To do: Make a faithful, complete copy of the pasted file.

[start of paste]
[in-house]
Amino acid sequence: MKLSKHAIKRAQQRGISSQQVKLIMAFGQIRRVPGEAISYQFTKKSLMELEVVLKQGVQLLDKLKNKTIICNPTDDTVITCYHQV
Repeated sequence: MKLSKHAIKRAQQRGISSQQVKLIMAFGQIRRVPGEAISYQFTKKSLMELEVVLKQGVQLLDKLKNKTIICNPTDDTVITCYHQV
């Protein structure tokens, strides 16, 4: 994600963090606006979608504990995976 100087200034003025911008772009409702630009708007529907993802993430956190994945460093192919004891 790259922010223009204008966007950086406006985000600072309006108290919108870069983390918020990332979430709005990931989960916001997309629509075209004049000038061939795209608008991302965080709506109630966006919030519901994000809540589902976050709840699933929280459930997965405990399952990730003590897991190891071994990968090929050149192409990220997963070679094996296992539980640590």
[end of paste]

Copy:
[in-house]
Amino acid sequence: MKLSKHAIKRAQQRGISSQQVKLIMAFGQIRRVPGEAISYQFTKKSLMELEVVLKQGVQLLDKLKNKTIICNPTDDTVITCYHQV
Repeated sequence: MKLSKHAIKRAQQRGISSQQVKLIMAFGQIRRVPGEAISYQFTKKSLMELEVVLKQGVQLLDKLKNKTIICNPTDDTVITCYHQV
């Protein structure tokens, strides 16, 4: 994600963090606006979608504990995976 100087200034003025911008772009409702630009708007529907993802993430956190994945460093192919004891 790259922010223009204008966007950086406006985000600072309006108290919108870069983390918020990332979430709005990931989960916001997309629509075209004049000038061939795209608008991302965080709506109630966006919030519901994000809540589902976050709840699933929280459930997965405990399952990730003590897991190891071994990968090929050149192409990220997963070679094996296992539980640590």